Hong Kong-based Cathay Pacific Airways, which reported second-quarter results dragged down by falling air freight demand and a US$39 million loss from its AIR CHINA CARGO (ACC) joint venture, is reviewing fleet options at the jv.
Air China Cargo, the former cargo arm of Air China and now an Air China/Cathay joint venture, currently operates an 11-unit 747-400 freighter fleet, made up of six -400BCFs, three -400Fs and two -400BDSFs. The carrier has reported year-over-year increases in traffic in recent months, but, according to Cathay CEO John Slosar, the fleet is a problem in an era of high fuel costs.
“Old, fuel-inefficient airplanes is a tough business model,” he said in discussing the second half results, adding, “we’ll have to look at that to see what is the right way forward in terms of the fleet.”
The problem, of course, is that freighters that were true profit-generating machines when fuel was cheap can become loss-makers when fuel hits $3 per gallon and their age pushes up maintenance costs. Add in competition from belly-space on the current generation of long-range widebody passenger aircraft, from much more efficient twin-jet freighters like the 777F, and from payload monsters like the 747-8F, and it is increasingly difficult to operate freighter-converted 747-400s profitably.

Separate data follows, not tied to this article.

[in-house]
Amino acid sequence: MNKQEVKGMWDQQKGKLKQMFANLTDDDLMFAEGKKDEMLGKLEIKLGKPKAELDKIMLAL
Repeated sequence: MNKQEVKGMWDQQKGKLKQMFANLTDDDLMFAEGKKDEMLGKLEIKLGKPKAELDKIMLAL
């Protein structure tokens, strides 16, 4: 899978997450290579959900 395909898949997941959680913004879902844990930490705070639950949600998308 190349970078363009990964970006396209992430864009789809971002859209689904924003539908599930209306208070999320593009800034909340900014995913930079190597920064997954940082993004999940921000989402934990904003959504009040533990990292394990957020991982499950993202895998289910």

Cathay has begun the process of modernizing its own main-deck freight operations, with the addition of six 747-8Fs and retirement of 747-400BCFs. It also has four more 747-8Fs and eight 777Fs on firm order, but how the Air China Cargo Fleet will be made competitive is unknown at this point, Perhaps the recent increases in demand (ACC’s traffic was up 10% in July) will take away some of the urgency, but it sounds as if jv partner Cathay will push for change.
Today’s blog is expanded from the current issue of Cargo Facts Update. Those of you who do not already subscribe to the the monthly printed Cargo Facts newsletter, and its companion the weekly emailed Cargo Facts Update, can click here for more information.
Like This Post